Long story short (too late, I know) is that it is always best to minimize the force of impact. So rolling, sliding, skipping, anything that eliminates direct hits is best. It's physics at work. Look at how a basketball player takes a charge or a quarterback "crumbles" when they are about to get sacked.


Then again the second impact with the ground can be as bad as the impact from the car. Of all the bike-related cases I handle as many of the injuries are from the bicyclist hitting the ground as from a direct impact from the car.

And the winner of the most ignorant post of the day is...

NYC said:

I've been wanting to get hit to make some cash!

Wow, glad you are ok, that is a scary situation.

I would say over is always going to be better because bouncing off the windshield beats the hell out of smashed under the tires.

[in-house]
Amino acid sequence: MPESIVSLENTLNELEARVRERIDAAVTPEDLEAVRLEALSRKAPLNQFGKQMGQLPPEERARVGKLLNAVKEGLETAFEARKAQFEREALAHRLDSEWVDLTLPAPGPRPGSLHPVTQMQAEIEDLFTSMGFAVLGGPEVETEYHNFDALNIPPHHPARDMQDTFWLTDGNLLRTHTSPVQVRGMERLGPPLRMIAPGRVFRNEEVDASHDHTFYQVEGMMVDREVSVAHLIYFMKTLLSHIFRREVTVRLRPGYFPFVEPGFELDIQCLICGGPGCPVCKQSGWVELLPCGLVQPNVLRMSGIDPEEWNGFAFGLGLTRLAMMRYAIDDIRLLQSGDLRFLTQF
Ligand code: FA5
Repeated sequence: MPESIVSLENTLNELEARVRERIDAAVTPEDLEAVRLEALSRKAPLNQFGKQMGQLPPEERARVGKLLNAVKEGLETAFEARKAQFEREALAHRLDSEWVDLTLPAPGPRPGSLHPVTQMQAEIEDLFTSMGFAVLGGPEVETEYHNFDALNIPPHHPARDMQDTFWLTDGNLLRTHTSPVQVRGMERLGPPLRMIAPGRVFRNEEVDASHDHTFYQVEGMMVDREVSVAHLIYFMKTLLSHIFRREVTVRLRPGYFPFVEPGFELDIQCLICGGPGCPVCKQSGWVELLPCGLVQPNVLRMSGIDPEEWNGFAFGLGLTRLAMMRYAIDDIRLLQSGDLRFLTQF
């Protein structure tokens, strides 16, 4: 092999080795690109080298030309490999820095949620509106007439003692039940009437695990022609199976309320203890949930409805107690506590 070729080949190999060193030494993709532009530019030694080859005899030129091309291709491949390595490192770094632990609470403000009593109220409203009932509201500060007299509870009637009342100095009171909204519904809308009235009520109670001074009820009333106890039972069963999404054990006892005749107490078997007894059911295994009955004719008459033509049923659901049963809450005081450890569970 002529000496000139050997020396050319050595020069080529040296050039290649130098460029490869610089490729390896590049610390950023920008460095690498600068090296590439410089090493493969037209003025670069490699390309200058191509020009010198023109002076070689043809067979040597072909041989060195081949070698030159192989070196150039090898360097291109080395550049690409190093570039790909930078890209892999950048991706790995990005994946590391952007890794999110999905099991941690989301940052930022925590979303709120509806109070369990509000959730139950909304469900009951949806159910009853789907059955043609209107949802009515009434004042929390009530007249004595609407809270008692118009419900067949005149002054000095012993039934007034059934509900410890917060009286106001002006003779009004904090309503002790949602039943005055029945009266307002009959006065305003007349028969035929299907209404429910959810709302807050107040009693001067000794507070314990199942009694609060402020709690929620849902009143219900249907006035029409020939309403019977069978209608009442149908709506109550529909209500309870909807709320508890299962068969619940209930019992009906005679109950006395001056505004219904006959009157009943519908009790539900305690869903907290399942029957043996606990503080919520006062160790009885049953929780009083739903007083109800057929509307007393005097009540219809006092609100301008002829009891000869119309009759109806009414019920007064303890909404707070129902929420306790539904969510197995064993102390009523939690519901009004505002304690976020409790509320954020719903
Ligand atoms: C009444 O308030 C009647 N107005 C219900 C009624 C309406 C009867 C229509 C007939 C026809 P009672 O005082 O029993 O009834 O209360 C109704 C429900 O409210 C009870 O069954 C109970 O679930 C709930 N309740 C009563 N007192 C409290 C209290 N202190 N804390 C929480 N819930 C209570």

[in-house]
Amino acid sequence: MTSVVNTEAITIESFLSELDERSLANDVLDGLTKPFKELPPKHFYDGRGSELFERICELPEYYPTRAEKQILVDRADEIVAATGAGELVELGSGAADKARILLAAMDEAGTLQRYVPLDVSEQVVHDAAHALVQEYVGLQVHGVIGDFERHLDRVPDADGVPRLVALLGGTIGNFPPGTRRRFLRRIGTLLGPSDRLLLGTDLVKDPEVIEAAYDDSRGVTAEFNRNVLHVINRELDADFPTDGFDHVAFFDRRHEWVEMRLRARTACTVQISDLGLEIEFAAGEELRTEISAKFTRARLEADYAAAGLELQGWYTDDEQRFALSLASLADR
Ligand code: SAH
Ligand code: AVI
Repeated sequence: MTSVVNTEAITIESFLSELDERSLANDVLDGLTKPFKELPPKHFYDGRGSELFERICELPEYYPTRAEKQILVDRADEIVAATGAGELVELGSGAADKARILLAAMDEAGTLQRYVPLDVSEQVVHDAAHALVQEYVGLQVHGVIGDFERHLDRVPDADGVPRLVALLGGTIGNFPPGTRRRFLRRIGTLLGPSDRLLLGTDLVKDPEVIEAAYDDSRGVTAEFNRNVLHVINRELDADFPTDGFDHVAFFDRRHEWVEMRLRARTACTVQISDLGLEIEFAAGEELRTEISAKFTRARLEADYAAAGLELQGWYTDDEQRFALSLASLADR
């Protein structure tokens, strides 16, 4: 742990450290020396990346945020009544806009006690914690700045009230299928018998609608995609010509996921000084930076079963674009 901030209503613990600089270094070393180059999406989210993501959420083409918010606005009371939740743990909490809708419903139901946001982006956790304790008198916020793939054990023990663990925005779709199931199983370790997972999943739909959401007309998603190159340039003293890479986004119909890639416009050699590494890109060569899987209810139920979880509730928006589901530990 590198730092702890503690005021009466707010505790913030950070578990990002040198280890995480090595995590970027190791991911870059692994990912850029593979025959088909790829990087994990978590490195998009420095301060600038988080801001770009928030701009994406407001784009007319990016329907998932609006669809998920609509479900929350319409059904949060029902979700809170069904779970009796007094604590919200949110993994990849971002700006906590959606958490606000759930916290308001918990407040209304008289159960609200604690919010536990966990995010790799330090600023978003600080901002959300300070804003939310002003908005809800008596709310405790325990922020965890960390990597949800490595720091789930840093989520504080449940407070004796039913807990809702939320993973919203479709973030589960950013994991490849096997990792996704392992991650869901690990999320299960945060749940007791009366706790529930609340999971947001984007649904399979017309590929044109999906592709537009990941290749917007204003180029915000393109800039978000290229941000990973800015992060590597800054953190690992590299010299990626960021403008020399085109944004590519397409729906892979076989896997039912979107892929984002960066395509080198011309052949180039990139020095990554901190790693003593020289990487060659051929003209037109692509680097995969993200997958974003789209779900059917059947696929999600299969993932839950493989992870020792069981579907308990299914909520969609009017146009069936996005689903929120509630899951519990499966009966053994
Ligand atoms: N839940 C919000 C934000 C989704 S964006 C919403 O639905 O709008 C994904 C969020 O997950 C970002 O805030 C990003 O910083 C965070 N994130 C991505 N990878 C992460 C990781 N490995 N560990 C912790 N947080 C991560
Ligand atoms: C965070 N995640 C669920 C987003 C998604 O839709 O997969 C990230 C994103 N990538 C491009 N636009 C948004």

Both times I was hit I was lucky to see it coming and 'jumped' off of the bike away from the car.  Both times it resulted in a little road-rash and some bruises but it seemed a better alternative to getting hit by the car directly.

Just glad you are ok.  It is good discuss best practices if you actually have a second to react.  I always remember the advice Martin Hazard gave me when riding on ice.  If you feel like you are going to fall, just put your foot down.  

Glad you survived that okay.  

If you've ever had martial arts training (karate, ju jitsu, etc.), the skills you've learned about taking a controlled fall can sometimes help you reduce the severity of injuries if you crash.  Of course, some crashes happen too fast for that kind of control to be possible.